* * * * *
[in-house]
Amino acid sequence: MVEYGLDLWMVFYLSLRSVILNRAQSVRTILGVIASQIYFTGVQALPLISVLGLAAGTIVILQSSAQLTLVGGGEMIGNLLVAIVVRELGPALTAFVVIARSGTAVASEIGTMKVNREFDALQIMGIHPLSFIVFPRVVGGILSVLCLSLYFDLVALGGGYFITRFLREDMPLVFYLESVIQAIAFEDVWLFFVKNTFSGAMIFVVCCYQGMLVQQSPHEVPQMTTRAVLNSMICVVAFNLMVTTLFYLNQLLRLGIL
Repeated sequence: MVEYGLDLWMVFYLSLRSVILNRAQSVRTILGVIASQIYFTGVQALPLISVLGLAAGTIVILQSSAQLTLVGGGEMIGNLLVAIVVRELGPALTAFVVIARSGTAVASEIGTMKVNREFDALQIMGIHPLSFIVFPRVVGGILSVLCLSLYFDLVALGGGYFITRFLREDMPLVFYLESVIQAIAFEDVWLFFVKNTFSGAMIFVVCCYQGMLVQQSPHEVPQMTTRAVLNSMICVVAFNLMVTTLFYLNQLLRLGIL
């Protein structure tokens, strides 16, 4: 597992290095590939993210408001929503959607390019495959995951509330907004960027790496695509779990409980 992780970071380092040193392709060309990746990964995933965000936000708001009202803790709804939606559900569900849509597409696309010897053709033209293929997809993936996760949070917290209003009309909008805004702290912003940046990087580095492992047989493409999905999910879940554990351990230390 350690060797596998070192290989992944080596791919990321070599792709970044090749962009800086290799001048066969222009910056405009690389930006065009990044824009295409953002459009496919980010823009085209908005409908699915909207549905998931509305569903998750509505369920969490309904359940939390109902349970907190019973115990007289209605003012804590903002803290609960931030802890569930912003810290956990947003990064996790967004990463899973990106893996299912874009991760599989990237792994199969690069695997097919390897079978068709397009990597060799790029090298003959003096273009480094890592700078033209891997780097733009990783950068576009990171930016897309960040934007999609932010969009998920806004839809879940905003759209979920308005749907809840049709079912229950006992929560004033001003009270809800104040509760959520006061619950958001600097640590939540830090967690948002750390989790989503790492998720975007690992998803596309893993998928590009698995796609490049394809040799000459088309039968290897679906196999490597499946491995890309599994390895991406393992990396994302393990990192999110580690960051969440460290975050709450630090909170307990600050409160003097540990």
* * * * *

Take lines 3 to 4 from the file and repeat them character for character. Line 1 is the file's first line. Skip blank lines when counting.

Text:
Repeated sequence: MVEYGLDLWMVFYLSLRSVILNRAQSVRTILGVIASQIYFTGVQALPLISVLGLAAGTIVILQSSAQLTLVGGGEMIGNLLVAIVVRELGPALTAFVVIARSGTAVASEIGTMKVNREFDALQIMGIHPLSFIVFPRVVGGILSVLCLSLYFDLVALGGGYFITRFLREDMPLVFYLESVIQAIAFEDVWLFFVKNTFSGAMIFVVCCYQGMLVQQSPHEVPQMTTRAVLNSMICVVAFNLMVTTLFYLNQLLRLGIL
């Protein structure tokens, strides 16, 4: 597992290095590939993210408001929503959607390019495959995951509330907004960027790496695509779990409980 992780970071380092040193392709060309990746990964995933965000936000708001009202803790709804939606559900569900849509597409696309010897053709033209293929997809993936996760949070917290209003009309909008805004702290912003940046990087580095492992047989493409999905999910879940554990351990230390 350690060797596998070192290989992944080596791919990321070599792709970044090749962009800086290799001048066969222009910056405009690389930006065009990044824009295409953002459009496919980010823009085209908005409908699915909207549905998931509305569903998750509505369920969490309904359940939390109902349970907190019973115990007289209605003012804590903002803290609960931030802890569930912003810290956990947003990064996790967004990463899973990106893996299912874009991760599989990237792994199969690069695997097919390897079978068709397009990597060799790029090298003959003096273009480094890592700078033209891997780097733009990783950068576009990171930016897309960040934007999609932010969009998920806004839809879940905003759209979920308005749907809840049709079912229950006992929560004033001003009270809800104040509760959520006061619950958001600097640590939540830090967690948002750390989790989503790492998720975007690992998803596309893993998928590009698995796609490049394809040799000459088309039968290897679906196999490597499946491995890309599994390895991406393992990396994302393990990192999110580690960051969440460290975050709450630090909170307990600050409160003097540990």